emetophobia advice

anonymous asked:

Hey, sometimes I feel like I want to make myself throw up after eating or even whenever. the thought just keeps playing in my head. Does that mean anything? It's kinda scaring me and I don't know if I should tell a friend or something. I don't know what to do.. sorry for bugging you but I didn't know what else to do.. thank you! -lilLilly <3

Hey lilLilly,

It sounds like you’re struggling with intrusive thoughts. Those happen when you have a thought come into your head and you can’t make it leave. The next time that happens, I would take a moment and ask yourself why that’s happening. Why do you feel like you need to make yourself throw up? Is there something you feel like you might achieve by doing that? Is there an underlying emotion that comes up when you want to make yourself throw up? A lot of the time, intrusive thoughts are a sign of struggling with something else that isn’t quite on the surface. It might take a little digging to figure out what’s going on, but with practice, you’ll get there.

If these thoughts are getting overwhelming, or if you feel a need to act on them, then I would tell a friend or an adult you trust. Just having intrusive thoughts by themselves aren’t bad, but if they get so strong you feel like you need to do something about them, then they can get dangerous.

Don’t feel bad sending in an ask! That’s what we’re here for!

“What we achieve inwardly will change outer reality.”

~Mel

Showing vs Telling

So it’s interesting that plenty of good writers don’t shy away from exposition. This story dedicates more paragraphs to telling than it does showing. It’s still a damn good story.

I think the “show don’t tell” advice is misguided. The actual lesson is that writing is really, really hard, and if you practice endlessly on showing you’ll never get any good at telling. It’s a self-perpetuating cycle—writers are terrible at telling, but are discouraged from practicing it and are never exposed to good examples of telling. So they keep sucking at it, then grow up and tell other, younger writers that telling and not showing is bad, because when they do it it’s bad, and the next thing you know you open a sci-fi book and there are five paragraphs of godawful exposition.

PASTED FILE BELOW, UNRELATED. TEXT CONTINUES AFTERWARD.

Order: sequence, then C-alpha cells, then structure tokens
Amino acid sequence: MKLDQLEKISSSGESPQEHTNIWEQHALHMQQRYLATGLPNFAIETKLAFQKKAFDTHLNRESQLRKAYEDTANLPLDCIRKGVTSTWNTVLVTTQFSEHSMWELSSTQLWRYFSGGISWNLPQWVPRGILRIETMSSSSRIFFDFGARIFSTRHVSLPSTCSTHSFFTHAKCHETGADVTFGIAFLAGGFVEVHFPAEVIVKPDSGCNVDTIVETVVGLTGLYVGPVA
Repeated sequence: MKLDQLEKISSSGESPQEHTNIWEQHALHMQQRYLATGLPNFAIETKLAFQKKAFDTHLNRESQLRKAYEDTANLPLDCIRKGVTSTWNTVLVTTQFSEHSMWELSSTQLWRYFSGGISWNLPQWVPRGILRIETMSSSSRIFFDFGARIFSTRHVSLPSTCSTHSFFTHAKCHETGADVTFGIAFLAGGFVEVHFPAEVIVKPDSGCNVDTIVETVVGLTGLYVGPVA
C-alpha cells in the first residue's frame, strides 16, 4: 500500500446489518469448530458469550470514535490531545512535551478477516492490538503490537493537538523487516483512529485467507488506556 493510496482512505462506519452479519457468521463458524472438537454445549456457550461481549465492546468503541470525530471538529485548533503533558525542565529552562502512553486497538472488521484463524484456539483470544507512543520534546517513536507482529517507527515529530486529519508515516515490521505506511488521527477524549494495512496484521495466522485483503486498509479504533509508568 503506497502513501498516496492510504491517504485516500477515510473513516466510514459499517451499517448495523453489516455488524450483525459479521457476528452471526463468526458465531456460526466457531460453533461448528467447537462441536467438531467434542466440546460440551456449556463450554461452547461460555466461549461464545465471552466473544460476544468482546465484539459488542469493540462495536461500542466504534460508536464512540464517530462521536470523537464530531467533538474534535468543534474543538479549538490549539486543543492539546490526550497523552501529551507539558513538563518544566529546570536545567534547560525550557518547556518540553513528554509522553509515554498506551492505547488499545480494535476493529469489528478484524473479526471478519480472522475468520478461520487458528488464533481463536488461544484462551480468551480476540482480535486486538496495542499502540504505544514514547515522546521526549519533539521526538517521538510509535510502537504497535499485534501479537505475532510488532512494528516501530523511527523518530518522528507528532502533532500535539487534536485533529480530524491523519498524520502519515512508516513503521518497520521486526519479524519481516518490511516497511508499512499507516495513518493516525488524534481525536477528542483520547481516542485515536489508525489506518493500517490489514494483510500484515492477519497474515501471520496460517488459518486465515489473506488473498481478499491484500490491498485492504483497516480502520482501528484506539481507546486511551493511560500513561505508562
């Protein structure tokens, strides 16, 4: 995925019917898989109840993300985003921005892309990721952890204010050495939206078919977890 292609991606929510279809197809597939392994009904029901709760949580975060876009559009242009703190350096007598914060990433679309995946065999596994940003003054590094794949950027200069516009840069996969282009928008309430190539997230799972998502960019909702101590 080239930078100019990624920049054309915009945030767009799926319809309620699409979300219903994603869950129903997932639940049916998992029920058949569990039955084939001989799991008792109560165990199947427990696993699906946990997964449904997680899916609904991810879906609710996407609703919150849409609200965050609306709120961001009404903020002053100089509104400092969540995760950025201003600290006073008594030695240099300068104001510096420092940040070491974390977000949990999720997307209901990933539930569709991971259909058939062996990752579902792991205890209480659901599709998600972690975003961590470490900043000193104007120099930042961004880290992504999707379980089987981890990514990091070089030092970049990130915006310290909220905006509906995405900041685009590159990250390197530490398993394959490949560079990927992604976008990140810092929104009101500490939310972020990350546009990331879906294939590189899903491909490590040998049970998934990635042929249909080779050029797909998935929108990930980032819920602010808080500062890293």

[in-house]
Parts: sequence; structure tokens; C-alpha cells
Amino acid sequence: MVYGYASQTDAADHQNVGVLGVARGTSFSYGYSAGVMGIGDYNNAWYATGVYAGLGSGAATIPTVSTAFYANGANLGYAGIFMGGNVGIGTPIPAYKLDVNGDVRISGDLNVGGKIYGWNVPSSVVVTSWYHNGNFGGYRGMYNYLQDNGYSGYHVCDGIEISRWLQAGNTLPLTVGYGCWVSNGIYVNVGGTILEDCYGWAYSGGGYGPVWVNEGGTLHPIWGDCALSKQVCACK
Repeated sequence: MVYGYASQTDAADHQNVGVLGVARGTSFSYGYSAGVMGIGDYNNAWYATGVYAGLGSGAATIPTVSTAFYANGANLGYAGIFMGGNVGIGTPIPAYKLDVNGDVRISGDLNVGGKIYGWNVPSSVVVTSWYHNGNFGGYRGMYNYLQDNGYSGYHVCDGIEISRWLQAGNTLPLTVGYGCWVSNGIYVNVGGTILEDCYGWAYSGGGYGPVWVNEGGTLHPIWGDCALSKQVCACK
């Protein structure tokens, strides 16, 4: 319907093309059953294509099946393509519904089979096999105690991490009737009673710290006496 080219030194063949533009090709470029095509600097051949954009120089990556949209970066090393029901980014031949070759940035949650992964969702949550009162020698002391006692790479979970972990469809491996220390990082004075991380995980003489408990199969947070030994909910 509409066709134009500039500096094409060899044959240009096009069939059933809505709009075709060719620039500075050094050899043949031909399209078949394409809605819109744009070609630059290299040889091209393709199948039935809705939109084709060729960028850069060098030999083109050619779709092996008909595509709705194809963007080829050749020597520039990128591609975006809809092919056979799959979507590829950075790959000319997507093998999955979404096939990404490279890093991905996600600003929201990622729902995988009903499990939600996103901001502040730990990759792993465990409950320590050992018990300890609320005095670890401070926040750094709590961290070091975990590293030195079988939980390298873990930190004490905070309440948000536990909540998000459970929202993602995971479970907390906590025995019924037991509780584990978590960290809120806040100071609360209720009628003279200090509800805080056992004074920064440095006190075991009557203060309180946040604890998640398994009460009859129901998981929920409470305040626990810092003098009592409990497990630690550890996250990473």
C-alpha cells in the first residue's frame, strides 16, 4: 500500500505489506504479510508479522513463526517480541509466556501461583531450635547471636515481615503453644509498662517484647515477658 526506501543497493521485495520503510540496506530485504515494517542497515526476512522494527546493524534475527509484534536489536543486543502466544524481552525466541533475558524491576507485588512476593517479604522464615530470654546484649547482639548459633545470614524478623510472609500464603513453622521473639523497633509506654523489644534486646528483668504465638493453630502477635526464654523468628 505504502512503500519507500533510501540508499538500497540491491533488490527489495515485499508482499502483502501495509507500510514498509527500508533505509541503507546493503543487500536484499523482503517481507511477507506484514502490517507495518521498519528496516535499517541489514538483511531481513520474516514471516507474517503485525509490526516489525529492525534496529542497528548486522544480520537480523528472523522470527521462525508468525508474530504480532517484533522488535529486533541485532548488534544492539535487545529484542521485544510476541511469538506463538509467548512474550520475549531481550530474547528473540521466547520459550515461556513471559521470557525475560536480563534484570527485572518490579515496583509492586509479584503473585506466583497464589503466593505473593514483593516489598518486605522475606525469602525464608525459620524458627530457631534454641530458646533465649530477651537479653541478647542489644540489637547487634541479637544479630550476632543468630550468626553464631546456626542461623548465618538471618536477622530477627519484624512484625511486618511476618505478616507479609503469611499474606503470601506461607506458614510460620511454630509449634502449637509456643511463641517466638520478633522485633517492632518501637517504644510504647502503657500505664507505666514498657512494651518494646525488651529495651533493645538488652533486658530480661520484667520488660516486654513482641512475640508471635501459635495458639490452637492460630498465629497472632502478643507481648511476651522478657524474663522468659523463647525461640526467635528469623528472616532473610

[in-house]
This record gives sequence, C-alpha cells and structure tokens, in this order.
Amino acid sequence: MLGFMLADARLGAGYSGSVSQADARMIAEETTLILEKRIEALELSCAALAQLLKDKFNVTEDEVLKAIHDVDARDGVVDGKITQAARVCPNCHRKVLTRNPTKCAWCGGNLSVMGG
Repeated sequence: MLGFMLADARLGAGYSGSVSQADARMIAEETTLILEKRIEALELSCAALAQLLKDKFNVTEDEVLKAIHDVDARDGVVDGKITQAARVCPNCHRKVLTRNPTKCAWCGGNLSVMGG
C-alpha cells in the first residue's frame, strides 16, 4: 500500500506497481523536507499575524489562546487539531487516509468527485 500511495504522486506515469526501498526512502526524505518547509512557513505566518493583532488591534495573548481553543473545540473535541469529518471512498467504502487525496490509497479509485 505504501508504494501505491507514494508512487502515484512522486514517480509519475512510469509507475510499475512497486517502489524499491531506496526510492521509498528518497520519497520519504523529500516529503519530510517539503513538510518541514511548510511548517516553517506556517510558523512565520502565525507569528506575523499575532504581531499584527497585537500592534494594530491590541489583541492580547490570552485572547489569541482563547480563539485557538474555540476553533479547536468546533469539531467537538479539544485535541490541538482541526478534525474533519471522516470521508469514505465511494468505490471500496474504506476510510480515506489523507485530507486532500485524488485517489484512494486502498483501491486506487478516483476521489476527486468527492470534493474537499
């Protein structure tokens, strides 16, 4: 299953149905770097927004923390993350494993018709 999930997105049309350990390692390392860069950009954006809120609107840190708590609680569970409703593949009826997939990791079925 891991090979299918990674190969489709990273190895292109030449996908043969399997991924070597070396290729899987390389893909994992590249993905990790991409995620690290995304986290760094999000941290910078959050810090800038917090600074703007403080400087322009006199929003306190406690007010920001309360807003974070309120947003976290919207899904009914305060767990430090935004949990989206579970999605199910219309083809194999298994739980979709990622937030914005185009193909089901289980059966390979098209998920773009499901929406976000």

I dislike writing advice in general, because it’s always cargo-cult proverbs like “show don’t tell” or “here’s a list of writing advice from this award-winning author (which elides the fact that they spent many years and many drafts making their final draft not suck, and if they had followed their own advice from the start, they would’ve sat staring at a blank page, wondering why there are so many fucking rules)”.

The only real advice is this: (1) Writing is hard and never stops being hard. (2) Read a lot. If you dislike something, think about why you don’t like it. If you like something, think about why you do. (3) Write a lot. Removing words counts as writing. (4) The vast bulk of writing is vomiting words onto a page and staring at the gloppy pile. There is no way around this. If you think this is wrong, remember that published authors have an advantage—the public never sees their story in its vomit-pile phase—whereas you’re forced to stare at your vomit pile for hours, trying to make sense out of it.

anonymous asked:

I read a lot about it, and I'm defiinitely sure that I'm aromantic, but I'm really scared that it's something wrong, because I didn't use to be like this before. I just stopped being able to experience romantic love. I don't think I'll ever be able to get into a relationship again, because everytime I try it makes me feel sick.

It’s okay, anon. It’s okay to be aromantic even if you felt differently in the past. It’s okay if you’re feeling scared, worried or lonely because of it. And it’s okay if you don’t have any more romantic relationships—your life can still be happy and complete. You can have meaningful relationships with friends and family, and you will find strength within yourself.

There is nothing wrong with being aromantic, and there is nothing wrong with you. Things might have changed for you recently, and that can be scary and disturbing, but you are not lesser, inferior, or messed-up compared to how things were before.

I’ve noticed that a lot of people feel upset when they realize they’re aromantic. It can be hard to adjust to, and can feel like your future and your relationships have been shattered. You’re not alone. But things will get better. You will pick up the pieces and remake them into something new. You will find new ways to be close to people, and you will find people who appreciate the kind of love you can give them. And there’s no pressure: you have all the time in the world to work things out.